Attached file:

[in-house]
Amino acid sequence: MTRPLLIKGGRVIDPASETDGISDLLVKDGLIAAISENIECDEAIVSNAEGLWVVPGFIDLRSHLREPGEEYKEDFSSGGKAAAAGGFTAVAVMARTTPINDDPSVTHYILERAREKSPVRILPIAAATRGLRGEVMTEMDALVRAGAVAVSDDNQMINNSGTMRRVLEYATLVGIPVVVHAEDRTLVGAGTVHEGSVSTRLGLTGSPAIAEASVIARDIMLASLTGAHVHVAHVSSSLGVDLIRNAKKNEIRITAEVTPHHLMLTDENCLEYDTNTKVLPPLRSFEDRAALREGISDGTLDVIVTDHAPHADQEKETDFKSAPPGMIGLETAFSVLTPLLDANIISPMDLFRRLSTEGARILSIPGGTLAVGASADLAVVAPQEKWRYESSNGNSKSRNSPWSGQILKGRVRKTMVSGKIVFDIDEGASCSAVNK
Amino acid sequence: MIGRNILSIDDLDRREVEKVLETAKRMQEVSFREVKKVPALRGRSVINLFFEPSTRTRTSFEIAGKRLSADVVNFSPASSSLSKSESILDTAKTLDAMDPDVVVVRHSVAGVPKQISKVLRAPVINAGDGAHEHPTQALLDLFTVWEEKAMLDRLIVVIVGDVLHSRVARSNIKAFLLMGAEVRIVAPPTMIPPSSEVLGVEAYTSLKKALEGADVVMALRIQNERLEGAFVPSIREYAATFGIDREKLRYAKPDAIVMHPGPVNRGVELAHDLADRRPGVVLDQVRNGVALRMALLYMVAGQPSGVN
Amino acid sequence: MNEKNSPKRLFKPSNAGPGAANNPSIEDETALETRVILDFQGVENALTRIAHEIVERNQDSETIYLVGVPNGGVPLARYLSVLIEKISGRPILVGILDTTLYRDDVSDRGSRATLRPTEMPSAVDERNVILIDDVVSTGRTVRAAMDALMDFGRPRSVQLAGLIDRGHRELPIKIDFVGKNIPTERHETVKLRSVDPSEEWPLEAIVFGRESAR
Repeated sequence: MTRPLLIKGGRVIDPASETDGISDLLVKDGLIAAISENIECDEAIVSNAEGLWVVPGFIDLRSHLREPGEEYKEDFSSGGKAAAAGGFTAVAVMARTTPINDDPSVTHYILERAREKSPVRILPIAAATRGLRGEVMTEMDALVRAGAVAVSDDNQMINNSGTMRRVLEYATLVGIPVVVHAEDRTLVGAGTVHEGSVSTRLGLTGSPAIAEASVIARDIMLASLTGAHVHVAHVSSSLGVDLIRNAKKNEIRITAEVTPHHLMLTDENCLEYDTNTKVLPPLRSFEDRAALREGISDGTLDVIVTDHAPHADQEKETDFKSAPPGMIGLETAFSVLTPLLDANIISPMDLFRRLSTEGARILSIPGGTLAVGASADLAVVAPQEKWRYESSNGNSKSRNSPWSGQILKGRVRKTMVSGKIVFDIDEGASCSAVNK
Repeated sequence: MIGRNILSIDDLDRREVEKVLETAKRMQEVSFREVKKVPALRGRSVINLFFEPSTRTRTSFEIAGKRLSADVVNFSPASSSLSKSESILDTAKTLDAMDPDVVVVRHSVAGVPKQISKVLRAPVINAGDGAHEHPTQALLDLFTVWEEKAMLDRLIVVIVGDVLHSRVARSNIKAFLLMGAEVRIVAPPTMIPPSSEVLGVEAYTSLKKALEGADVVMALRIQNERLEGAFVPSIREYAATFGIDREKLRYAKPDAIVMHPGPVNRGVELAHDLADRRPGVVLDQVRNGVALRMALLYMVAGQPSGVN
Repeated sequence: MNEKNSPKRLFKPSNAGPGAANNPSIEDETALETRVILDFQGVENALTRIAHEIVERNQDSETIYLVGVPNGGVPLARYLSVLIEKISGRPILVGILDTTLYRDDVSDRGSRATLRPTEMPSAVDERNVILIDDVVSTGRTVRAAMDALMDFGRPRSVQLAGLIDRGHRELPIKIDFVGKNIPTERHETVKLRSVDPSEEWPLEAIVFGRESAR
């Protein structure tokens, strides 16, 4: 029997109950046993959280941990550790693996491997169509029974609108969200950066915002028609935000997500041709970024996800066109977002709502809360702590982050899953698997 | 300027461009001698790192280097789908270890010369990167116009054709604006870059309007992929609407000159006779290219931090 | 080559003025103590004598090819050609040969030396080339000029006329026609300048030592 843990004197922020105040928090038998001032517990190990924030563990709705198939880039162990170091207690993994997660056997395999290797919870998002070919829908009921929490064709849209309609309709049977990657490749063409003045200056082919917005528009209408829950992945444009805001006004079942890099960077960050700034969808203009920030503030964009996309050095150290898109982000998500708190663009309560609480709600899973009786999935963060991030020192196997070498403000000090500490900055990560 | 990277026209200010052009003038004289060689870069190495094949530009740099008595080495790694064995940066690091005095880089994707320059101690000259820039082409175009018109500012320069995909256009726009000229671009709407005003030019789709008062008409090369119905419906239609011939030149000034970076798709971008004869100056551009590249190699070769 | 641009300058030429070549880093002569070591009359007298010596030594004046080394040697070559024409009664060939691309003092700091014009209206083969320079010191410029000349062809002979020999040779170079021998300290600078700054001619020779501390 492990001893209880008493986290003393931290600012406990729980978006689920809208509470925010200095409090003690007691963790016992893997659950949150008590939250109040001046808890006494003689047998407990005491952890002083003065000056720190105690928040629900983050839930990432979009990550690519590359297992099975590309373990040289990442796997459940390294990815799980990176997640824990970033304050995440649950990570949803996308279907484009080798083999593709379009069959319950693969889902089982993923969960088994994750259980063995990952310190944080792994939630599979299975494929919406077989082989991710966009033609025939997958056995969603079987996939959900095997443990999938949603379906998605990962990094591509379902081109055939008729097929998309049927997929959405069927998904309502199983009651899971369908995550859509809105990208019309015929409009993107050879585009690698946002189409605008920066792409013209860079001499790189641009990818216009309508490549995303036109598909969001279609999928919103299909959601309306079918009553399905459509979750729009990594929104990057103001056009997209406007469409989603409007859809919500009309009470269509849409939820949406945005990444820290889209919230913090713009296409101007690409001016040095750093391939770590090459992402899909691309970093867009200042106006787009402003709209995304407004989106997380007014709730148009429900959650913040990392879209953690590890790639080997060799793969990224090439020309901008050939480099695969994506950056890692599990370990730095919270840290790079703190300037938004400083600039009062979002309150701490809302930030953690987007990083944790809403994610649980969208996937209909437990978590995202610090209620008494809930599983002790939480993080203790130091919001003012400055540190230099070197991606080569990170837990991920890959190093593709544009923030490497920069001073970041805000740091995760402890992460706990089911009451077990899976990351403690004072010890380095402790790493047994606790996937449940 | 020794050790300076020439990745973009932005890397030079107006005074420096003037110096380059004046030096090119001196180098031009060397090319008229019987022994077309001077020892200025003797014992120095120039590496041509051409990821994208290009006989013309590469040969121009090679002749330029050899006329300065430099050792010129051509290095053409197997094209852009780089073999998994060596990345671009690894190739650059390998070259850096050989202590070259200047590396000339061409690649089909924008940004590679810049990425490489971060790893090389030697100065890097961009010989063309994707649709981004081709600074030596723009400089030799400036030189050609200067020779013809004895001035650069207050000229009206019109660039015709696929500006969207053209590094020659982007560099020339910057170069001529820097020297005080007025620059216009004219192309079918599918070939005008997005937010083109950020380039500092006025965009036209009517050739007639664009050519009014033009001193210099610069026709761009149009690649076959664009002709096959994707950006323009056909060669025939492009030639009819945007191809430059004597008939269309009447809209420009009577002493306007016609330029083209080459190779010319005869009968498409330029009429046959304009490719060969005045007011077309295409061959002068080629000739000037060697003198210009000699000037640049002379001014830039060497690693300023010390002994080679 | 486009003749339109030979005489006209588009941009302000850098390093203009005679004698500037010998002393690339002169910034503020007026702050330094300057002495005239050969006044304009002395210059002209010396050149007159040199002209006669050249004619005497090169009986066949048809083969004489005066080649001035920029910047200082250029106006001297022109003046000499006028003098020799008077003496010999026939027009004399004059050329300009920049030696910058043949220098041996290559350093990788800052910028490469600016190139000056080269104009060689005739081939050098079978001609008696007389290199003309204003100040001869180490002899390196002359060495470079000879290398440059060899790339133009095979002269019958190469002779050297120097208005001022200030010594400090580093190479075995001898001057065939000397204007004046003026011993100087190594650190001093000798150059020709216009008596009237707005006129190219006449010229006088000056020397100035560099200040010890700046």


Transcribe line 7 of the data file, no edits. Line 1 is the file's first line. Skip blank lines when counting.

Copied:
Repeated sequence: MNEKNSPKRLFKPSNAGPGAANNPSIEDETALETRVILDFQGVENALTRIAHEIVERNQDSETIYLVGVPNGGVPLARYLSVLIEKISGRPILVGILDTTLYRDDVSDRGSRATLRPTEMPSAVDERNVILIDDVVSTGRTVRAAMDALMDFGRPRSVQLAGLIDRGHRELPIKIDFVGKNIPTERHETVKLRSVDPSEEWPLEAIVFGRESAR